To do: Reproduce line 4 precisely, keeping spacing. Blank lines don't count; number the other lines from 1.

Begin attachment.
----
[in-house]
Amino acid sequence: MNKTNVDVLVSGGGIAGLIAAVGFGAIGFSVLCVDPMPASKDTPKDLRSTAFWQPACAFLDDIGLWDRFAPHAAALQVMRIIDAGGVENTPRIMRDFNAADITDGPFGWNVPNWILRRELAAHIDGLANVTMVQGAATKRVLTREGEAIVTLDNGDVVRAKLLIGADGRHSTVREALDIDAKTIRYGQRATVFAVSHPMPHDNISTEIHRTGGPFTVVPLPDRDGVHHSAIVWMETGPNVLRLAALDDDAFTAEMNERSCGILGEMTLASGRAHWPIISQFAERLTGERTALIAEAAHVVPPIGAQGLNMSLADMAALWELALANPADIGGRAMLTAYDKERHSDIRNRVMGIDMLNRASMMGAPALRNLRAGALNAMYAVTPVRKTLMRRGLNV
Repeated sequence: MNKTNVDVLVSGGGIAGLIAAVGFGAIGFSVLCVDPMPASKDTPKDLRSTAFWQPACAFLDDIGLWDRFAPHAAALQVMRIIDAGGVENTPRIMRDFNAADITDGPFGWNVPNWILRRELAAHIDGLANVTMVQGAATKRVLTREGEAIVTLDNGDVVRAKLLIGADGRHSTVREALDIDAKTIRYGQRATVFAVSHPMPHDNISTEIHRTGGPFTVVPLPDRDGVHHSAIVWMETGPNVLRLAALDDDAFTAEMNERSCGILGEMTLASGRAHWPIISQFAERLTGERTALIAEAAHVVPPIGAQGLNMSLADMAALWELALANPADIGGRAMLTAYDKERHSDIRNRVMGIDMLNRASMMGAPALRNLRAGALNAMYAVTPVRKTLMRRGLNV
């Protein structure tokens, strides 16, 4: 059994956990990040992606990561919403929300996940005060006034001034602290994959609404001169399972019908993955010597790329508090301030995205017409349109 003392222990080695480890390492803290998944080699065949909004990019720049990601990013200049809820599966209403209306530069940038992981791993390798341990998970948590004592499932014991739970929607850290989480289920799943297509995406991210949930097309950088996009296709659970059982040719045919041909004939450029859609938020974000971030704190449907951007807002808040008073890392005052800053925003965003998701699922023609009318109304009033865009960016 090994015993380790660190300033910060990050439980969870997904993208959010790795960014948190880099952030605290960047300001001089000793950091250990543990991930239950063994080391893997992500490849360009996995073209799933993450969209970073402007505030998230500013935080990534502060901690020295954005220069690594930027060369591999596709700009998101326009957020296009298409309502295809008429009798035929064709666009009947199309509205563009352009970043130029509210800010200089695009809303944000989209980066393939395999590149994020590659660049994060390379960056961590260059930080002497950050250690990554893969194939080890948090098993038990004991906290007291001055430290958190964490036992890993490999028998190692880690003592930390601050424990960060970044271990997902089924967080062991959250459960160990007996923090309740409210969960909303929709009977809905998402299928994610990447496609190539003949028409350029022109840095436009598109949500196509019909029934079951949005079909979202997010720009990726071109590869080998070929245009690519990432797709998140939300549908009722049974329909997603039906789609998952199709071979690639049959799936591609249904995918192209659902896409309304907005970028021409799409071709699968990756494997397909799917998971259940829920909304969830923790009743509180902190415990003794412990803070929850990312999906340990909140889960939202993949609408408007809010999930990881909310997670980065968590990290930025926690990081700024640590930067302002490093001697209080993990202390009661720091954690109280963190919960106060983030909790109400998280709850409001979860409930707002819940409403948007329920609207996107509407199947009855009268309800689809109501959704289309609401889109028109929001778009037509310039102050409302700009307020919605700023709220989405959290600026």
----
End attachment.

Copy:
């Protein structure tokens, strides 16, 4: 059994956990990040992606990561919403929300996940005060006034001034602290994959609404001169399972019908993955010597790329508090301030995205017409349109 003392222990080695480890390492803290998944080699065949909004990019720049990601990013200049809820599966209403209306530069940038992981791993390798341990998970948590004592499932014991739970929607850290989480289920799943297509995406991210949930097309950088996009296709659970059982040719045919041909004939450029859609938020974000971030704190449907951007807002808040008073890392005052800053925003965003998701699922023609009318109304009033865009960016 090994015993380790660190300033910060990050439980969870997904993208959010790795960014948190880099952030605290960047300001001089000793950091250990543990991930239950063994080391893997992500490849360009996995073209799933993450969209970073402007505030998230500013935080990534502060901690020295954005220069690594930027060369591999596709700009998101326009957020296009298409309502295809008429009798035929064709666009009947199309509205563009352009970043130029509210800010200089695009809303944000989209980066393939395999590149994020590659660049994060390379960056961590260059930080002497950050250690990554893969194939080890948090098993038990004991906290007291001055430290958190964490036992890993490999028998190692880690003592930390601050424990960060970044271990997902089924967080062991959250459960160990007996923090309740409210969960909303929709009977809905998402299928994610990447496609190539003949028409350029022109840095436009598109949500196509019909029934079951949005079909979202997010720009990726071109590869080998070929245009690519990432797709998140939300549908009722049974329909997603039906789609998952199709071979690639049959799936591609249904995918192209659902896409309304907005970028021409799409071709699968990756494997397909799917998971259940829920909304969830923790009743509180902190415990003794412990803070929850990312999906340990909140889960939202993949609408408007809010999930990881909310997670980065968590990290930025926690990081700024640590930067302002490093001697209080993990202390009661720091954690109280963190919960106060983030909790109400998280709850409001979860409930707002819940409403948007329920609207996107509407199947009855009268309800689809109501959704289309609401889109028109929001778009037509310039102050409302700009307020919605700023709220989405959290600026």